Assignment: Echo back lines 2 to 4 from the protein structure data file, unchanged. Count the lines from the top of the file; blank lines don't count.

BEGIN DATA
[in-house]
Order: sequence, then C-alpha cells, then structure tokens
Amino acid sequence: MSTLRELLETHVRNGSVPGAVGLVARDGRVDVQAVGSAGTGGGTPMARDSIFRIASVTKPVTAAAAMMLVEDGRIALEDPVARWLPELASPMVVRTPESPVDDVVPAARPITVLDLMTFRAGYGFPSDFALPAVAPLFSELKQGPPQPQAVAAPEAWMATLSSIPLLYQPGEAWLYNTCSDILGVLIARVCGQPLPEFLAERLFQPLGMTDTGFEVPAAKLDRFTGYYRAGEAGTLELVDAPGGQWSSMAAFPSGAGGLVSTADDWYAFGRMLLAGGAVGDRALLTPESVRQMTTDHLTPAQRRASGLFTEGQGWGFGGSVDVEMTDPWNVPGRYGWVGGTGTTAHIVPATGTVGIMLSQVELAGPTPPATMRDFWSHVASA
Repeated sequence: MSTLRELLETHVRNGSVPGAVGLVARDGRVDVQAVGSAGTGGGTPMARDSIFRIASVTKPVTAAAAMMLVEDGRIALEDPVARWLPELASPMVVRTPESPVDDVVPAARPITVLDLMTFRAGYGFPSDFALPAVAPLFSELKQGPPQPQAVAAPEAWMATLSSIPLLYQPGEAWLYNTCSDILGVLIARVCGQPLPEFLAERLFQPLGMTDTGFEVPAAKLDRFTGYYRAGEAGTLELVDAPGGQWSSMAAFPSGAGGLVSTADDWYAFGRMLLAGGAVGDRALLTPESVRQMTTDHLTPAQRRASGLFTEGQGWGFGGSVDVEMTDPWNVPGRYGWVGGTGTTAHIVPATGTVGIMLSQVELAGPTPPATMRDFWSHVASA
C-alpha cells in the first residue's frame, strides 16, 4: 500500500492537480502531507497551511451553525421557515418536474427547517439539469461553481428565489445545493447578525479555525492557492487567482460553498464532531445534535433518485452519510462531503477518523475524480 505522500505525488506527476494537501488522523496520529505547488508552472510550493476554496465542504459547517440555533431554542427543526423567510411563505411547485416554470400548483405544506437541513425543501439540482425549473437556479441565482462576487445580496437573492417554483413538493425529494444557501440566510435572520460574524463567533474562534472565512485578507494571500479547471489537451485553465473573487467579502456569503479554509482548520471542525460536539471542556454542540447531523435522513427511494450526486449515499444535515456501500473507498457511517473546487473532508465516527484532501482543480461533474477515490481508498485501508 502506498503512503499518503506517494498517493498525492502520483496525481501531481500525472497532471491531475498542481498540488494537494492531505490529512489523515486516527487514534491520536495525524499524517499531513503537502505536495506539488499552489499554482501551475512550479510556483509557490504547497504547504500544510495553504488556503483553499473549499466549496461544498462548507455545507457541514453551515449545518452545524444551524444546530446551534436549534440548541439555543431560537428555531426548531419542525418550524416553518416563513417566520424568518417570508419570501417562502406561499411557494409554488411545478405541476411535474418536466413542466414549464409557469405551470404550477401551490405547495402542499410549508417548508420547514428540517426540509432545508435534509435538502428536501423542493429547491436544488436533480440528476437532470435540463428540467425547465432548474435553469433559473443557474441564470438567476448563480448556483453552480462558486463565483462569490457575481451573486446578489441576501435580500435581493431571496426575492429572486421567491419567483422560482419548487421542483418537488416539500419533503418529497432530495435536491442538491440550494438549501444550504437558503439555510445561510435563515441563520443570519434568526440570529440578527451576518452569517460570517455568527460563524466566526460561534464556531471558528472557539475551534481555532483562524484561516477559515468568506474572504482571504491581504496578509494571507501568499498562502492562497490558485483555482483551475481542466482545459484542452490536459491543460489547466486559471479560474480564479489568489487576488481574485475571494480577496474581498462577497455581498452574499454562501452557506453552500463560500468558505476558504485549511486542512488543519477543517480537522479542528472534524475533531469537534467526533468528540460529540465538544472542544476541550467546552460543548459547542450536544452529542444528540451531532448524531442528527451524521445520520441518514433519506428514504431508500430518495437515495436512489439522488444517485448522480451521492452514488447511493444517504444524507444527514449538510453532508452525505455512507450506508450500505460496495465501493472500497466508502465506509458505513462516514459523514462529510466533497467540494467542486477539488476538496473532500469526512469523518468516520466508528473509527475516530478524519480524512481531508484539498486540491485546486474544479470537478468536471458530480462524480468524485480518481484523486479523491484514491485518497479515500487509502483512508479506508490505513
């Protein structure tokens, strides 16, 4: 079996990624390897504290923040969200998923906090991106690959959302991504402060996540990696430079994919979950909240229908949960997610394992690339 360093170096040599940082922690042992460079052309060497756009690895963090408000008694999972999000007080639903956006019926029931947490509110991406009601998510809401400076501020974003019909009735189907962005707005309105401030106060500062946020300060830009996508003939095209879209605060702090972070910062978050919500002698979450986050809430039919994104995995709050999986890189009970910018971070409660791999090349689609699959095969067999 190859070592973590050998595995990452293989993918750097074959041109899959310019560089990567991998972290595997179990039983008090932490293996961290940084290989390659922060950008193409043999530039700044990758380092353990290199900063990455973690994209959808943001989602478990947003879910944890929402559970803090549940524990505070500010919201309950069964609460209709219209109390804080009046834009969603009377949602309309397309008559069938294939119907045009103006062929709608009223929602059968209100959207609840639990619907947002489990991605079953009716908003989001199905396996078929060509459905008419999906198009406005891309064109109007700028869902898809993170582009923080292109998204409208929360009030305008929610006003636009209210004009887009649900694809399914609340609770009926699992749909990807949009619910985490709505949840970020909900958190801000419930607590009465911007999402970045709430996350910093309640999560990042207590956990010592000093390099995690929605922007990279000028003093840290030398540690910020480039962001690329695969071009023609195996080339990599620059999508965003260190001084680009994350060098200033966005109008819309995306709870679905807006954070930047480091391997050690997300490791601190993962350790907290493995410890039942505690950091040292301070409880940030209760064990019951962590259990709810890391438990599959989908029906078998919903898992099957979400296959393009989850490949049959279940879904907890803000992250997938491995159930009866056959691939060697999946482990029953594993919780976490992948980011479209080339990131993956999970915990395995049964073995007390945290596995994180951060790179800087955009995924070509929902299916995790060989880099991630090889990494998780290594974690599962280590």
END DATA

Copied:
Order: sequence, then C-alpha cells, then structure tokens
Amino acid sequence: MSTLRELLETHVRNGSVPGAVGLVARDGRVDVQAVGSAGTGGGTPMARDSIFRIASVTKPVTAAAAMMLVEDGRIALEDPVARWLPELASPMVVRTPESPVDDVVPAARPITVLDLMTFRAGYGFPSDFALPAVAPLFSELKQGPPQPQAVAAPEAWMATLSSIPLLYQPGEAWLYNTCSDILGVLIARVCGQPLPEFLAERLFQPLGMTDTGFEVPAAKLDRFTGYYRAGEAGTLELVDAPGGQWSSMAAFPSGAGGLVSTADDWYAFGRMLLAGGAVGDRALLTPESVRQMTTDHLTPAQRRASGLFTEGQGWGFGGSVDVEMTDPWNVPGRYGWVGGTGTTAHIVPATGTVGIMLSQVELAGPTPPATMRDFWSHVASA
Repeated sequence: MSTLRELLETHVRNGSVPGAVGLVARDGRVDVQAVGSAGTGGGTPMARDSIFRIASVTKPVTAAAAMMLVEDGRIALEDPVARWLPELASPMVVRTPESPVDDVVPAARPITVLDLMTFRAGYGFPSDFALPAVAPLFSELKQGPPQPQAVAAPEAWMATLSSIPLLYQPGEAWLYNTCSDILGVLIARVCGQPLPEFLAERLFQPLGMTDTGFEVPAAKLDRFTGYYRAGEAGTLELVDAPGGQWSSMAAFPSGAGGLVSTADDWYAFGRMLLAGGAVGDRALLTPESVRQMTTDHLTPAQRRASGLFTEGQGWGFGGSVDVEMTDPWNVPGRYGWVGGTGTTAHIVPATGTVGIMLSQVELAGPTPPATMRDFWSHVASA